Why you probably won't get a banking job via social media
After two year years of redundancies and low recruitment, banks in Hong Kong are now slowly picking up hiring in revenue-generating departments like M&A and equities trading.
But to what extent will they turn to social media for these new recruitment needs? Probably not as much as you might think. A report from the Hong Kong Institute of Human Resource Management found that less than a quarter of HR directors in Hong Kong think that social media is effective as a hiring tool.
Of course, with more than 1 billion Facebook users and 200 million people on LinkedIn, social media obviously offers abundant potential candidates. However, in a study by search firm, Bó Lè Associates, carried out last year, social media was only the fourth-best recruitment method in terms of the quality of candidates it produced – it ranked behind referrals, internal transfers and direct sourcing.
We should remember that those who rely on social media for recruitment all share the same big candidate database, so qualified candidates who do not have a large social media presence may fall through the cracks.
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More is not better
LinkedIn recently celebrated its 10th anniversary with the tagline “image what we can do”. The “we” emphasises the importance of familiarity in today’s business; familiarity that extends beyond family members and into social circles.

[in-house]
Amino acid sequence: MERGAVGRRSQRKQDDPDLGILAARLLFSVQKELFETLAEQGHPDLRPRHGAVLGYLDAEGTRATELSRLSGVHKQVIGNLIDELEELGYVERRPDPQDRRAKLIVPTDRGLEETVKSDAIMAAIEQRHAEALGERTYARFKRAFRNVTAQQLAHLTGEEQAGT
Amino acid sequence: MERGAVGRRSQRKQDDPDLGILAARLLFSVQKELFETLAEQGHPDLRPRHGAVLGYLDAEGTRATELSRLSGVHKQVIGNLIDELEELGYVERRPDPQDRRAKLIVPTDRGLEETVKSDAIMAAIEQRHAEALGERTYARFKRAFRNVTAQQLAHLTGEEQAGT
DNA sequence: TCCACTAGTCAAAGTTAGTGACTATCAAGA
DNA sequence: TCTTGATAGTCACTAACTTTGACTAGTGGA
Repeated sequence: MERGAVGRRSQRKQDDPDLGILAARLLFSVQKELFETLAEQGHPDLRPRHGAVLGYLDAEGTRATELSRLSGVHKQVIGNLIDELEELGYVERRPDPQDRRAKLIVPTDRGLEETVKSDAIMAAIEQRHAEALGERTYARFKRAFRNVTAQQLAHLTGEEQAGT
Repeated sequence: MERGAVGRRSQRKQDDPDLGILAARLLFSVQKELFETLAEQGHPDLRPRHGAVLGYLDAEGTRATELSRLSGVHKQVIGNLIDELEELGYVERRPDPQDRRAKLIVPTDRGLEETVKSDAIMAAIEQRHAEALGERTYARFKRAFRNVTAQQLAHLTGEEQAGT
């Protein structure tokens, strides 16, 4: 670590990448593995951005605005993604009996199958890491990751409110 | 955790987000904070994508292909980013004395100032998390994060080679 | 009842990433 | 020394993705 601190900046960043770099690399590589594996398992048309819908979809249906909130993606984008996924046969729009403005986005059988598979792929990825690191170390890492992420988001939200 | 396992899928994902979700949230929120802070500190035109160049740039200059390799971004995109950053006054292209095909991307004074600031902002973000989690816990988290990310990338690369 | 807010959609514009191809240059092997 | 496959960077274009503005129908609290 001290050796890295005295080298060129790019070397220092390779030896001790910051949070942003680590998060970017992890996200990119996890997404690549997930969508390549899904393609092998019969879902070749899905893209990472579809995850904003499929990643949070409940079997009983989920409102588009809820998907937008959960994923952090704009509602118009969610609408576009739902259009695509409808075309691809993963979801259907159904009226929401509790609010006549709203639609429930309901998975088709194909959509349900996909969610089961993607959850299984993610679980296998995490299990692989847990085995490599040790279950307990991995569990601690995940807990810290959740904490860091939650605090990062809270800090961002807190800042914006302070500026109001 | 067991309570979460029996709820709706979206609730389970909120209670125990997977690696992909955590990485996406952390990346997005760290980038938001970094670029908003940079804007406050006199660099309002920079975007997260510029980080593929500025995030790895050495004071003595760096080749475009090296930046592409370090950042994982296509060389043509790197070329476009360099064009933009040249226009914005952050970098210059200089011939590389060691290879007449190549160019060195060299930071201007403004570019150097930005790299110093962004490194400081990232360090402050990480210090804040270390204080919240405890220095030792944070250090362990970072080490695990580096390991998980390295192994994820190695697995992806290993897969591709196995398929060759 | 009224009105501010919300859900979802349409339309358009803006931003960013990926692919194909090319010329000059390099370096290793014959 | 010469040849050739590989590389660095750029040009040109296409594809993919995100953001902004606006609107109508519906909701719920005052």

In recruitment, we seem to attribute more credibility to candidates who have more connections on social media because we wrongfully assume that their network proves their trustworthiness. After all, the “who-you-know” factor has become a popular topic in banking circles in Hong Kong.
But we need to remember that while some of these social-network connections are characterised by mutuality and reciprocity, many are not. Many do not even guarantee that the two people have even met each other face to face. People hastily make connections, and nothing can be guaranteed or verified online.
Beware the “perfect” profile
Despite the fact that these “social” networks are now increasingly considered as professional networks, candidates can easily tailor their profiles so that their weaknesses are hidden from others, while their responsibilities, achievements and experiences are blatantly displayed.
A heavy reliance on social media may also led us to shun some highly qualified but “passive” candidates. These individuals are already happily employed, are not looking into making a move any time soon, and may also have a low presence on social media.
For them, the impact of posting job openings on social media might be negligible. While social media’s inherently interactive nature can help attract “active” talent, recruiting passive candidates often requires the help of executive search consultants.
Despite the limitations of social media, it still stands as a highly suitable tool for supporting recruitment. If utilised properly, social media can help build an employer’s brand, promoting the firm as a great place to work, which will in turn attract candidates.
This means that financial services firms must ensure that their recruiting efforts are an extension of their brand and portray an accurate image of their business, so that candidates who apply for jobs will know whether they are the right fit.
A relatively inexpensive and interactive way to approach this is by firms letting their employees create short videos and write blog posts about why they like working at the company. Let them be the true social-media ambassadors.
Connie Hui is a managing director at Bó Lè Associates.